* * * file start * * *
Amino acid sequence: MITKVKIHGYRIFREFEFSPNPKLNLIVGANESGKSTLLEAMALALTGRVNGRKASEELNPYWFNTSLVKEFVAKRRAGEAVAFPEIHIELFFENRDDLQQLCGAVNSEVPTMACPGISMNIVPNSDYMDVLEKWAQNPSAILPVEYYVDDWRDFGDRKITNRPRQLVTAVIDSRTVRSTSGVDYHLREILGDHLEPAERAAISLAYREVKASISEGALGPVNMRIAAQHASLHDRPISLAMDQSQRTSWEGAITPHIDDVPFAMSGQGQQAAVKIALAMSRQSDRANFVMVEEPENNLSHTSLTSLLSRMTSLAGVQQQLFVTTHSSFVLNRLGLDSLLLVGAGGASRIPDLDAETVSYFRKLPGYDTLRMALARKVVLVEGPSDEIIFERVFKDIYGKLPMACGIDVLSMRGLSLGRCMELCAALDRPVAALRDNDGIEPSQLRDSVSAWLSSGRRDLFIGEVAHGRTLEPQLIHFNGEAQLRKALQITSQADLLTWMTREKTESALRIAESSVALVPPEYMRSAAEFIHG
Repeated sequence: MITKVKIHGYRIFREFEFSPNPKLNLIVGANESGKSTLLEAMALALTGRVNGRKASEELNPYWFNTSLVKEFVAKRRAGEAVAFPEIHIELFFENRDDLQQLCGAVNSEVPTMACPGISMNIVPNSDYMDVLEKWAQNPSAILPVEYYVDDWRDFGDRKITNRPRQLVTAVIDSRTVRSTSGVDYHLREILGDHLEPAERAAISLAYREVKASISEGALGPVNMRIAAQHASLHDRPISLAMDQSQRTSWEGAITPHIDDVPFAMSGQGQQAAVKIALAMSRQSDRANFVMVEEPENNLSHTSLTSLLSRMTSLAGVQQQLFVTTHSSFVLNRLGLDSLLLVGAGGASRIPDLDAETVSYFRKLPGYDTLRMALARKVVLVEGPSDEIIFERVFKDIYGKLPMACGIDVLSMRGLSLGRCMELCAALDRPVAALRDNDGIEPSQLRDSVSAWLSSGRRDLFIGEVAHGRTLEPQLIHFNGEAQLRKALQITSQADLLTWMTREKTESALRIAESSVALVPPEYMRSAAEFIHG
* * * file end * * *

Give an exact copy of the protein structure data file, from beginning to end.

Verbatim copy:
Amino acid sequence: MITKVKIHGYRIFREFEFSPNPKLNLIVGANESGKSTLLEAMALALTGRVNGRKASEELNPYWFNTSLVKEFVAKRRAGEAVAFPEIHIELFFENRDDLQQLCGAVNSEVPTMACPGISMNIVPNSDYMDVLEKWAQNPSAILPVEYYVDDWRDFGDRKITNRPRQLVTAVIDSRTVRSTSGVDYHLREILGDHLEPAERAAISLAYREVKASISEGALGPVNMRIAAQHASLHDRPISLAMDQSQRTSWEGAITPHIDDVPFAMSGQGQQAAVKIALAMSRQSDRANFVMVEEPENNLSHTSLTSLLSRMTSLAGVQQQLFVTTHSSFVLNRLGLDSLLLVGAGGASRIPDLDAETVSYFRKLPGYDTLRMALARKVVLVEGPSDEIIFERVFKDIYGKLPMACGIDVLSMRGLSLGRCMELCAALDRPVAALRDNDGIEPSQLRDSVSAWLSSGRRDLFIGEVAHGRTLEPQLIHFNGEAQLRKALQITSQADLLTWMTREKTESALRIAESSVALVPPEYMRSAAEFIHG
Repeated sequence: MITKVKIHGYRIFREFEFSPNPKLNLIVGANESGKSTLLEAMALALTGRVNGRKASEELNPYWFNTSLVKEFVAKRRAGEAVAFPEIHIELFFENRDDLQQLCGAVNSEVPTMACPGISMNIVPNSDYMDVLEKWAQNPSAILPVEYYVDDWRDFGDRKITNRPRQLVTAVIDSRTVRSTSGVDYHLREILGDHLEPAERAAISLAYREVKASISEGALGPVNMRIAAQHASLHDRPISLAMDQSQRTSWEGAITPHIDDVPFAMSGQGQQAAVKIALAMSRQSDRANFVMVEEPENNLSHTSLTSLLSRMTSLAGVQQQLFVTTHSSFVLNRLGLDSLLLVGAGGASRIPDLDAETVSYFRKLPGYDTLRMALARKVVLVEGPSDEIIFERVFKDIYGKLPMACGIDVLSMRGLSLGRCMELCAALDRPVAALRDNDGIEPSQLRDSVSAWLSSGRRDLFIGEVAHGRTLEPQLIHFNGEAQLRKALQITSQADLLTWMTREKTESALRIAESSVALVPPEYMRSAAEFIHG